Reporting on 400 fourth graders from 15 area schools traveling to the Golden Spike Tower and Visitor Center for Nebraska's annual Agriculture Appreciation Day, North Platte Telegraph reporter Diane Wetzel hit it right on the head: 

"For 'town kids' who may not know if there is a difference between a heifer and Hereford, going to the grocery store is the closest they get to Nebraska's agriculture economy."

The students visited eight stations in the Center's parking lot to learn about plants, crops, bugs, horses, cows and food processing. The question Nebraska grocers should be considering is this: Why shouldn't every day be the chance to connect consumers with agriculture at the point of natural contact, the supermarket? 

What better illustration than the controversery last year over some supermarket chains taking criticism for promoting fresh produce sales by posting "Farmers Markets" signs? As farmers, we think it would be a mistake to overlook the longterm implications of the "us vs. them" mentality that's developing around the 6,100 farmer’s markets which USDA now reports exist across the country. The local farmers market movement, now underwritten by the Obama Administration's USDA to the tune of $65 million through its Know Your Farmer Know Your Food program, is a struggle over who gets to claim partnership with the "real farmer." It is a fight over the authenticity of the most important thing in everyone's life: food.

But the point we'd like to get across is that every food market is a farmers market.

Those direct-to-consumer outlets obviously meet a need. Joel Wachs, president of the Washington State Farmers Market Association, crystallized it when he told the Wall Street Journal, "If we don't have it stand for a very simple thing—farmers selling directly to consumers the produce they grow—then you've lost what so many people find valuable and magic about these events."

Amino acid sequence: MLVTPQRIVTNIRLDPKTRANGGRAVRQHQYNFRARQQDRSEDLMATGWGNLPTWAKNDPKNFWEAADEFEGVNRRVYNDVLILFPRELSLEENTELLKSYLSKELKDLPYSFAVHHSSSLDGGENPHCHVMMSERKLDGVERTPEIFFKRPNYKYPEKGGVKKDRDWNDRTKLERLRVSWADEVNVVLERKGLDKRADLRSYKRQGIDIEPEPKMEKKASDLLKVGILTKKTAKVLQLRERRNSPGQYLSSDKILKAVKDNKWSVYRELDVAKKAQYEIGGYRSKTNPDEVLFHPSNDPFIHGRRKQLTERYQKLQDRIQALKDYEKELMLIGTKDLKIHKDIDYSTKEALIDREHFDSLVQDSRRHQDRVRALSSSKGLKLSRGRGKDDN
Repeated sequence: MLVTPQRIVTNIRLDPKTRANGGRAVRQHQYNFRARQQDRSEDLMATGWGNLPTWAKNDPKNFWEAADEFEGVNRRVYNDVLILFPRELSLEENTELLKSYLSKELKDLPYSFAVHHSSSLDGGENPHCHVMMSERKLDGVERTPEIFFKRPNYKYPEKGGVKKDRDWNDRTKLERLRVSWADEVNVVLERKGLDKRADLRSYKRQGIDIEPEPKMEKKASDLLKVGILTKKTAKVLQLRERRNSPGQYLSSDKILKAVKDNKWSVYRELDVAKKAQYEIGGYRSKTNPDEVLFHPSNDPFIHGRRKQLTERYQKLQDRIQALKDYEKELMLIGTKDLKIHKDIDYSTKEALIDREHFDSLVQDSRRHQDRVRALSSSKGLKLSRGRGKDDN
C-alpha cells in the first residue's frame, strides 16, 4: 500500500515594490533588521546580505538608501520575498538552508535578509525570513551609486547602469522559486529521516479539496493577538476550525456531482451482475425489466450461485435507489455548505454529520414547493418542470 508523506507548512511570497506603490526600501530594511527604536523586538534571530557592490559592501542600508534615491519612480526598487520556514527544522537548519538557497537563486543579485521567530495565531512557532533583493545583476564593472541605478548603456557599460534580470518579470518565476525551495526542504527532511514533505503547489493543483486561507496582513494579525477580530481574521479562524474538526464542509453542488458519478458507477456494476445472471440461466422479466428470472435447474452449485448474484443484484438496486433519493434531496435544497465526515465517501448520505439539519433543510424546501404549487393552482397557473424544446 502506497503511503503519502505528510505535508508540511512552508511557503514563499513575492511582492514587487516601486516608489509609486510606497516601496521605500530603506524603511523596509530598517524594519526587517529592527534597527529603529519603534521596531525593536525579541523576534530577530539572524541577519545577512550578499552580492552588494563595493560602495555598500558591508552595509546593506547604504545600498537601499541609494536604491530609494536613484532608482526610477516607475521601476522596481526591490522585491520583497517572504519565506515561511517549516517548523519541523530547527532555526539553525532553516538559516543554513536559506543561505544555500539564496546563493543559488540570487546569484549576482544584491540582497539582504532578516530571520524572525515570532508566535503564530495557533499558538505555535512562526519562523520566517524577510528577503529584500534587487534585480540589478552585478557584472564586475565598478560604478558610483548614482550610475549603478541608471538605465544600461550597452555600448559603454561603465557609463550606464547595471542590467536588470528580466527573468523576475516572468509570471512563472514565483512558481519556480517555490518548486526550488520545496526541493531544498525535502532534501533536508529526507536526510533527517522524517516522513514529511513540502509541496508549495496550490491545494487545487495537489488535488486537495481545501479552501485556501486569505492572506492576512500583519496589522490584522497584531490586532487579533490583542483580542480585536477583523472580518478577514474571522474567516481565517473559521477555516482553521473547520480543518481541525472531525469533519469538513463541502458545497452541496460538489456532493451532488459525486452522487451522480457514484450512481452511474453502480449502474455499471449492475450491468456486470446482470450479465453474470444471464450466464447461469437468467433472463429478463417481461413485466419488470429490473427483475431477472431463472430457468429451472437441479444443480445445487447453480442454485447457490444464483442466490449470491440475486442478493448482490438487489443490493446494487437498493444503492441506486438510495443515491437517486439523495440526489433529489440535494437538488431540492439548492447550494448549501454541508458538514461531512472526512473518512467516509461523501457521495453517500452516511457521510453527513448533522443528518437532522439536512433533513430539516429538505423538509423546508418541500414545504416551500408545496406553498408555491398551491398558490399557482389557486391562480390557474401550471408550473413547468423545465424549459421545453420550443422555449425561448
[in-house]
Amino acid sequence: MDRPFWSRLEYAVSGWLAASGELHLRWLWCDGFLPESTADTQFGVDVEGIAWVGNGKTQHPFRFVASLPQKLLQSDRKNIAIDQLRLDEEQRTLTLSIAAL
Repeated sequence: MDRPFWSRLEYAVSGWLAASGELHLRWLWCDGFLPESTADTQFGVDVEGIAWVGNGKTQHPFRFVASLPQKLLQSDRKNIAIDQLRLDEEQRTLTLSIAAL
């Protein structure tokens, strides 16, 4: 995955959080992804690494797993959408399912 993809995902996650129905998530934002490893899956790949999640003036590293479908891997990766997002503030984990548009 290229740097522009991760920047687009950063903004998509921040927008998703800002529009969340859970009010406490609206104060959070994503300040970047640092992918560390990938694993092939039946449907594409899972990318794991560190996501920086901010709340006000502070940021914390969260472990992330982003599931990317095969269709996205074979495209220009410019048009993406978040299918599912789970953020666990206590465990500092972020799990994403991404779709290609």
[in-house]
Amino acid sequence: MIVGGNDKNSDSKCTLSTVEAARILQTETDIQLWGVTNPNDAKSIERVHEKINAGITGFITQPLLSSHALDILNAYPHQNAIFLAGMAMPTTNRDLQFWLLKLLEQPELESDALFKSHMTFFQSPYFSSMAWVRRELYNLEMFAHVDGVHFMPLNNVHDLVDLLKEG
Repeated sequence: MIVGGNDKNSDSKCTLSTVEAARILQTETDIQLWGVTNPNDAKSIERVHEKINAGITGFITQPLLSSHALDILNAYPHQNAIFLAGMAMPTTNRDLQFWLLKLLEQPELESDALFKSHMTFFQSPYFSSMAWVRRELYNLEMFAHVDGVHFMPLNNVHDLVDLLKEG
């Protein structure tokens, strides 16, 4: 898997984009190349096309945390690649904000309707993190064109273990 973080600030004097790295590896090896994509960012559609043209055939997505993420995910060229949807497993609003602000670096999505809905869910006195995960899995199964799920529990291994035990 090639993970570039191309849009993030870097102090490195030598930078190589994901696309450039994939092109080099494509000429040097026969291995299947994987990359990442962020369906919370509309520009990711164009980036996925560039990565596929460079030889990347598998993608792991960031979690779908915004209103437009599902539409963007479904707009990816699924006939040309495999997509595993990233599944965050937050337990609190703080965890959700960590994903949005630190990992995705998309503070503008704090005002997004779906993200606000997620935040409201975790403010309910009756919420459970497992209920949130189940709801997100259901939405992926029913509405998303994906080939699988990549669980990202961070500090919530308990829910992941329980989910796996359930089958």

Grocers must realize that, as Wachs rightly says, the often politicized farmers market movement is indeed selling magic. But it's not a magic that community supermarkets can easily capture through simple signage. More importantly, it's not magic they should necessarily want to capture. Instead, retailers have to learn to better communicate the economic magic our food system performs every day.

Playing with fire?

To one degree or another -- some quite vocally , some more subtly -- the local-food, farmers market advocates suggest that local food is better tasting, more sustainable and safer than the conventional food you sell. All this on the grounds of little or no real evidence that it's true. But for political advocates of a local-based system, such as author and advocate Mark Winne, author of Food Rebels and Closing the Food Gap, the evidence isn't a particular necessity. They are merely convenient market shorthand for broader aims the movement hopes to achieve.